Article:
So, of the restaurants we went to in San Antonio, I was sort of disappointed by 2 out of 3 of them. This was the big winner, courtesy of UrbanSpoon.
Citrus is housed inside an incredibly chic hotel (Hotel Valencia) on the Riverwalk. It’s not as obvious as some of the other cafes– you have to look for it. We actually came to it from behind– from the streets above. When you walk in, you can see a whole case of glass oranges (Citrus? Valencia? Get it? Yeah.) autographed by famous people who’ve eaten at the restaurant– mostly sports stars, but the entire American Idol team was represented (and Paula Abdul’s made no sense, of course), which (a quick Google search revealed) was due to SA hosting an Idol search. Huh. Who knew?
The restaurant was incredibly dark– I’m surprised the pictures I got are as good as they turned out to be– but in a very romantic way. There were a couple of snuggling couples on banquettes nearby, and the tone of the restaurant was very seductive and secretive. I loved the mood set by the lighting and furniture– modern, yet cozy.
(For some great photos, check out their website. There’s a better picture of the crab cake and duck I had, too.)
They had a prix fixe menu, at $55 for 3 courses and $68 for four. We chose the three course menu. The menu is a bit strange– the choices on the prix fixe menu are the same as on the regular menu, so the prices are listed. You can do a 3- or 4- course meal for less (or more) than the prix fixe price depending on which choices you make. It was a bit strange to have the prix fixe not be separate from the regular menu.
For our first course, Terry got the crab cake and I got the kampachi. The crab cake was full of crab, with very little filler (which made for one of the lightest tasting crabcakes I’ve eaten) with a crunchy accent of pumpkin seeds and creamy avocado, which you can’t see underneath the topper of microgreens. Chef Balfour really likes his microgreens.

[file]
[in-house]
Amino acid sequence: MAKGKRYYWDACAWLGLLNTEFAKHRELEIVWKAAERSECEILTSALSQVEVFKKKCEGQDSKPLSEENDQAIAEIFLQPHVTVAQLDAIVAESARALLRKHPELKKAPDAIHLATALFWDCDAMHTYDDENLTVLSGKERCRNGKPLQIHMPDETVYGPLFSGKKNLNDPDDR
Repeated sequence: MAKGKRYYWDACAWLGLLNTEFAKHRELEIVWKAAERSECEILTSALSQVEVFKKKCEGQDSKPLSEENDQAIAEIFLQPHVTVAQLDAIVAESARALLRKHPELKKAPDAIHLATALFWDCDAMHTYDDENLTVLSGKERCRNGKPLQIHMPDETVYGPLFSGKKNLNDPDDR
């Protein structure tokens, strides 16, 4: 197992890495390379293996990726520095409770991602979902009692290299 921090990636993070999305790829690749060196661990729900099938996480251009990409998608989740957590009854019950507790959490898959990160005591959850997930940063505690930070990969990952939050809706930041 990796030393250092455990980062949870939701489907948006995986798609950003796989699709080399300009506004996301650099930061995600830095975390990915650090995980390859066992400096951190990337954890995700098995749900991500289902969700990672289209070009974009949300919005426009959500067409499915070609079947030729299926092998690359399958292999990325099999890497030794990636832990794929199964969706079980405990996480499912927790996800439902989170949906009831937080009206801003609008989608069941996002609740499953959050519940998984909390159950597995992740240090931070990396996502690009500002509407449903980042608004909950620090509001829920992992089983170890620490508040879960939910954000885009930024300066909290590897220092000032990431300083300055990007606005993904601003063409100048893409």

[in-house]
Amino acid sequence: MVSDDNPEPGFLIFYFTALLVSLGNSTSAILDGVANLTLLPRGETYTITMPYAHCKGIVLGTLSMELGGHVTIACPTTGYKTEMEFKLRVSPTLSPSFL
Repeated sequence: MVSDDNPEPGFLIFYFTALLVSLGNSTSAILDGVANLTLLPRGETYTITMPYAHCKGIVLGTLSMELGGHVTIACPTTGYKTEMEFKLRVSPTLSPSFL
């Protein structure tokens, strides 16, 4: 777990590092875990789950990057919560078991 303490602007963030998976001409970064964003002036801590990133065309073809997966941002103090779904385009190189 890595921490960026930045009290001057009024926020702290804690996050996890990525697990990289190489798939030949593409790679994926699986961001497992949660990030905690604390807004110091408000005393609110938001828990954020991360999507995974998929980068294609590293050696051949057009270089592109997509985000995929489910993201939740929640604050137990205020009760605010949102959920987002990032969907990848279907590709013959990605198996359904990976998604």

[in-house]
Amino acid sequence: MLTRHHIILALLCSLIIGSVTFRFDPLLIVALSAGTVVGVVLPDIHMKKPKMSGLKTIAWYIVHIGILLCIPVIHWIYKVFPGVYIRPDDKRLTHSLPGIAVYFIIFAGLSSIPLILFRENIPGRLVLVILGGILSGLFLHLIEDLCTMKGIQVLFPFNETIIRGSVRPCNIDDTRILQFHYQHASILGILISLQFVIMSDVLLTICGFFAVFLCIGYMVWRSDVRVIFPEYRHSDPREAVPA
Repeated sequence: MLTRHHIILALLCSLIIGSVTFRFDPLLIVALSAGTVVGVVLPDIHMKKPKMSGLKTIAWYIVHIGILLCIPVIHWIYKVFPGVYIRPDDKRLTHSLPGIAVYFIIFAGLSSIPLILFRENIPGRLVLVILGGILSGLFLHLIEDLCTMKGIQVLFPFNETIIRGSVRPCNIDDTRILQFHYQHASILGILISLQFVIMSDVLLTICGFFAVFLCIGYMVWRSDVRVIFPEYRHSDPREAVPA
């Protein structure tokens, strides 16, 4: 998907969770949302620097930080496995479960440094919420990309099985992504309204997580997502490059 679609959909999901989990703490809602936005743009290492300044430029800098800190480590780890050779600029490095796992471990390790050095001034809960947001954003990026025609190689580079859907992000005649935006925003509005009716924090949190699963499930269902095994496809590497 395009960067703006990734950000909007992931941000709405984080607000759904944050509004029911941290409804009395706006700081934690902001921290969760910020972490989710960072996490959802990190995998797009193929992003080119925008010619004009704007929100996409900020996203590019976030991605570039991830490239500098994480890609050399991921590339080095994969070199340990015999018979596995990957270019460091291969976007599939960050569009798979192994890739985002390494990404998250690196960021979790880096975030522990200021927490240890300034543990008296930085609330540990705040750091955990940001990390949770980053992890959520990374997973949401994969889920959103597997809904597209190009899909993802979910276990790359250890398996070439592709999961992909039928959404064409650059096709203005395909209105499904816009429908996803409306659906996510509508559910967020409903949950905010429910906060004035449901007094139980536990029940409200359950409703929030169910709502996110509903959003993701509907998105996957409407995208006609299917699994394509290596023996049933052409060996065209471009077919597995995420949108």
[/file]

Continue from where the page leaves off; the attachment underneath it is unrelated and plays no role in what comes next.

I got the kampachi– topped with seaweed salad (my favorite) and sitting in a pool of soy-ginger reduction, it was a perfect light beginning to a meal.
As an entree, I got the duck breast with sweet potato-sausage hash and a bourbon jus. I loved the inclusion of the sausage– smoked sausage, a Texas staple– into the hash. This restaurant is going for high end, but staying close to its San Antonio roots, which I respect. The duck was cooked correctly and the bourbon jus added just a bit of rich woodiness to the dish that I really liked.
Terry’s dish was standout– roast pork, fried okra with a jalapeno hush puppy, and glazed braised pork belly. Again, Texas representing with both jalapeno hush puppies (not nearly as spicy as it could have been, which is ok by me) and fried okra (which was very good, not slimy at all. I’d eat fried okra like that any time!) as well as excellent pork roast and pork belly. The glaze on the pork belly (a spicy molasses glaze, similar to a barbecue sauce, but not smoky or overwhelming) was the perfect accompaniment to the crackly fat and silky meat. Yum.
Two desserts– a chocolate gateau that tasted, essentially, like Nigella Lawson’s chocopots, with some homemade chocolate ice cream and a cinnamon croissant bread pudding with bourbon glaze and homemade cinnamon ice cream. The ice cream was the best part of both of these desserts– smooth and delicious. I am always impressed by house made ice cream– it almost always tastes better, and chefs get so creative with it. The chocolate was very good, dark, rich chocolate and the cinnamon was spicy and rich. Just perfect.
If you head to San Antonio and want a fancy dinner, bypass the tourist traps and go to Citrus. It’s an intimate meal, a good price, great surroundings, and inventive food that knows its roots.